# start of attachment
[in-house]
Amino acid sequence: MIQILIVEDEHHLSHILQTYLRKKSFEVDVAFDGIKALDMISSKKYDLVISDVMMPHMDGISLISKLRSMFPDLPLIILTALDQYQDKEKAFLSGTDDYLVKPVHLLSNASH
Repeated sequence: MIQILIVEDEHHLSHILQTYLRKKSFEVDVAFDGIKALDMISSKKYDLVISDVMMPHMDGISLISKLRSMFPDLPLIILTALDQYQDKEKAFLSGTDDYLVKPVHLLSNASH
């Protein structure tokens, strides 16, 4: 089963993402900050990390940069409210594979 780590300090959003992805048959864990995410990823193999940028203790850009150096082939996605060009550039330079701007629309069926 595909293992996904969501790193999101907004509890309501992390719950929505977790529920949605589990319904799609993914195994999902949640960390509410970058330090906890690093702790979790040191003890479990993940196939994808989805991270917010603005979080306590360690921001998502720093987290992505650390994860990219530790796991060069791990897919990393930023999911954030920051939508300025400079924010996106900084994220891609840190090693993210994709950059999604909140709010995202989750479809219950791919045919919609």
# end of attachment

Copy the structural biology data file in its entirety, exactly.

[in-house]
Amino acid sequence: MIQILIVEDEHHLSHILQTYLRKKSFEVDVAFDGIKALDMISSKKYDLVISDVMMPHMDGISLISKLRSMFPDLPLIILTALDQYQDKEKAFLSGTDDYLVKPVHLLSNASH
Repeated sequence: MIQILIVEDEHHLSHILQTYLRKKSFEVDVAFDGIKALDMISSKKYDLVISDVMMPHMDGISLISKLRSMFPDLPLIILTALDQYQDKEKAFLSGTDDYLVKPVHLLSNASH
């Protein structure tokens, strides 16, 4: 089963993402900050990390940069409210594979 780590300090959003992805048959864990995410990823193999940028203790850009150096082939996605060009550039330079701007629309069926 595909293992996904969501790193999101907004509890309501992390719950929505977790529920949605589990319904799609993914195994999902949640960390509410970058330090906890690093702790979790040191003890479990993940196939994808989805991270917010603005979080306590360690921001998502720093987290992505650390994860990219530790796991060069791990897919990393930023999911954030920051939508300025400079924010996106900084994220891609840190090693993210994709950059999604909140709010995202989750479809219950791919045919919609």